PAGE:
Smaller parties wake up sleepy campaign
Published 17/02/2016 | 02:30
They say that it is important to demonstrate the truth - mere talking doesn't quite do it.
And therein lies the difficulty for the established parties. They have done an awful lot of talking of late, and the din is having a stupefying impact on the public. It took the three "upstarts", Stephen Donnelly, Richard Boyd Barrett and Lucinda Creighton, to shake things up.
With time ticking away, the post-debate political landscape seems - for the moment - in the hands of the three smaller political parties; with the established ones desperately struggling for a game-changing moment.
No leader has emerged from the ranks to seize the opportunity and create the defining lead to avoid a hung Dáil. All have laid out their wares and the public is not buying. Clearly aware that his party is losing altitude, Taoiseach Enda Kenny yesterday left the cockpit, and warned we may yet need to assume crash positions.
He cautioned that there could be a 'flight' of jobs and capital from Ireland if some alternatives to the Fine Gael-Labour coalition are elected to government.
The time for fooling about is over, he stressed, suggesting that Sinn Féin in government will hugely increase income taxes. "There are alternatives, but there are consequences to the alternatives," he warned.
He even reminded us that: "Greece is back in recession, Spain hasn't been able to form a government and there are rising interest rates in Portugal. We're in a very much stronger position than we were."
And Mr Kenny may be right on all counts, but frightening people into voting for his party ought not be necessary.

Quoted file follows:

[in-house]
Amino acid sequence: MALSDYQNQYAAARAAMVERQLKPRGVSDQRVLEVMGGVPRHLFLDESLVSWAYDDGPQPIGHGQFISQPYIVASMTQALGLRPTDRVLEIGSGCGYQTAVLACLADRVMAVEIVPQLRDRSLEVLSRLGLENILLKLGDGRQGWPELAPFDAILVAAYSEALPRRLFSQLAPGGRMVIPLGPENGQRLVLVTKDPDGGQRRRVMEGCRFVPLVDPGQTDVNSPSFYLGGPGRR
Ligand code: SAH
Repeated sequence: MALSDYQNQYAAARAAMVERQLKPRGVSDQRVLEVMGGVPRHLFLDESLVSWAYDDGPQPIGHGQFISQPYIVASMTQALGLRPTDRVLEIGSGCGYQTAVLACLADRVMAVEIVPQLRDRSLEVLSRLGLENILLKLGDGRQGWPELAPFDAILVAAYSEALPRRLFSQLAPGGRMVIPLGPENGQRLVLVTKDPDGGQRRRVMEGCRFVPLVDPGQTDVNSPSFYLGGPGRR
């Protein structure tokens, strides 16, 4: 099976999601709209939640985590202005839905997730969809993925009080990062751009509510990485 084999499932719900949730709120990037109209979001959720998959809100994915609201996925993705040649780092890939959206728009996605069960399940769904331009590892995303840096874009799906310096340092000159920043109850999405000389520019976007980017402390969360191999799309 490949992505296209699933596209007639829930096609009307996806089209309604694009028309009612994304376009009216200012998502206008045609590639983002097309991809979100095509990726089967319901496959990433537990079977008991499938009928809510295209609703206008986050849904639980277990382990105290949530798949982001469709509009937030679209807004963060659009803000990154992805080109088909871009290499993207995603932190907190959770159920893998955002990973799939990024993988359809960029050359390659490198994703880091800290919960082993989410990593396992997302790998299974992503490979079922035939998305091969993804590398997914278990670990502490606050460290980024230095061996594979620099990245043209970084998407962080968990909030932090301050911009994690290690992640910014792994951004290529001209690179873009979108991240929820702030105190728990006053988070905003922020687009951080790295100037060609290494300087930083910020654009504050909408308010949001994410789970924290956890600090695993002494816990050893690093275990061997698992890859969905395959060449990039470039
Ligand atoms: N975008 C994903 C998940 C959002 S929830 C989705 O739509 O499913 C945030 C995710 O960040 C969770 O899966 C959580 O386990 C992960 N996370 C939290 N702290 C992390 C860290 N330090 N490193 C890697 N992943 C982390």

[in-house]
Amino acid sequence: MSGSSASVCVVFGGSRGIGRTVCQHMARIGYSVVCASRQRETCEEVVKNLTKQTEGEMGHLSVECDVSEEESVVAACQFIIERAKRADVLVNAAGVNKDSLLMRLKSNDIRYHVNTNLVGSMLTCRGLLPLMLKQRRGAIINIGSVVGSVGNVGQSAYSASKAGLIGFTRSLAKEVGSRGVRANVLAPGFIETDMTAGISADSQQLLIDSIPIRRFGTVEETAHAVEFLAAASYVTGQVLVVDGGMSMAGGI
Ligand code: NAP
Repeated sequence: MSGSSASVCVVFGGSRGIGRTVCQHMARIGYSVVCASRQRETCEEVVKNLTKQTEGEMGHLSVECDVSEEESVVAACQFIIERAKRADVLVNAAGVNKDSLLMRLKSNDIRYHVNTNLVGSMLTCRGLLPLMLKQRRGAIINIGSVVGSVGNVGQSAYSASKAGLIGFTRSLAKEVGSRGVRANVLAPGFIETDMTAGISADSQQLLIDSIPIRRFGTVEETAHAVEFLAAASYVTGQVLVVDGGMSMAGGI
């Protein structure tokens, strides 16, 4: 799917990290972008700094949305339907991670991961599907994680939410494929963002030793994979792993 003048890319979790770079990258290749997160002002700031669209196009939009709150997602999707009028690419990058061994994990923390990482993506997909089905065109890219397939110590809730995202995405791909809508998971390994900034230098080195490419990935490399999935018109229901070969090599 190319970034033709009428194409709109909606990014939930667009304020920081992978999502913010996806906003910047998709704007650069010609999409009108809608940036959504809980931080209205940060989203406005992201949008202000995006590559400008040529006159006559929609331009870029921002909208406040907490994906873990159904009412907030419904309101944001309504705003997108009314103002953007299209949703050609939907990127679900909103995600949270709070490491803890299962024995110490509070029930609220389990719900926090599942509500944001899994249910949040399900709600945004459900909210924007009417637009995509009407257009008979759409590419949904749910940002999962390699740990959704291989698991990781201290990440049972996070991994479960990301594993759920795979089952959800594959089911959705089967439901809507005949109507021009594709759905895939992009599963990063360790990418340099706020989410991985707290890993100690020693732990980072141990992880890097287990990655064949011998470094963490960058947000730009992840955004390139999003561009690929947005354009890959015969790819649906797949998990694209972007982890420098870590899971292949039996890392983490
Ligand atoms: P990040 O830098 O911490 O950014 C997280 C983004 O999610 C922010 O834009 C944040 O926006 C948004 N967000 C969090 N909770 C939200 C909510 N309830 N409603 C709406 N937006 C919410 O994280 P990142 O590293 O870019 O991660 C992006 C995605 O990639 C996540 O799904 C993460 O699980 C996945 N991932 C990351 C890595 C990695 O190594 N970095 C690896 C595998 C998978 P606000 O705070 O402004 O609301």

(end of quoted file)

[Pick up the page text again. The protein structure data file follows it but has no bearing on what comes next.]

A simple message on jobs and a promise to finish what they started, rather than staking all on "Fiscal Space" and a partial recovery, might have had more traction.
Renua, the Social Democrats and People Before Profit managed to catch the public imagination because they had conviction and clarity, even if they lacked consistency and substance in many of their claims.
Labour's Joan Burton could not conceal her desperation, while Sinn Féin's Gerry Adams bayed like an underdog on the scent of a prized bone of contention.
But still lacking on all fronts amongst the Big Four was the energy of leadership, vision and direction to generate a winning momentum.
Fr Coghlan's blunt truths on gangland
Fr Niall Coghlan's measured words at the funeral of David Byrne contained a powerful message.
The Bible has it that rocky is the road of the peacemaker, and Fr Coghlan deserves great credit for doing the community a service by delivering some blunt truths without ever losing sight of compassion.
"It strikes me that to murder a person in cold blood, you need at least three things," said Fr Coghlan.
"Firstly, you need to be consumed with a fierce hatred that plunged you into the depths of evil.
"Secondly, you must objectify the person and make them less worthy than you.
"And thirdly, there must be a self-loathing, because when you murder another human being, you devalue your own self-worth, your own humanity."
At a time when there is the real prospect of further bloodshed, Fr Coghlan's reminder of the essential humanity of all of us, and of the dangers of being reduced to "targets" or "objects of revenge and retaliation," could hardly be more relevant.
An eye for an eye does indeed leave everyone blind.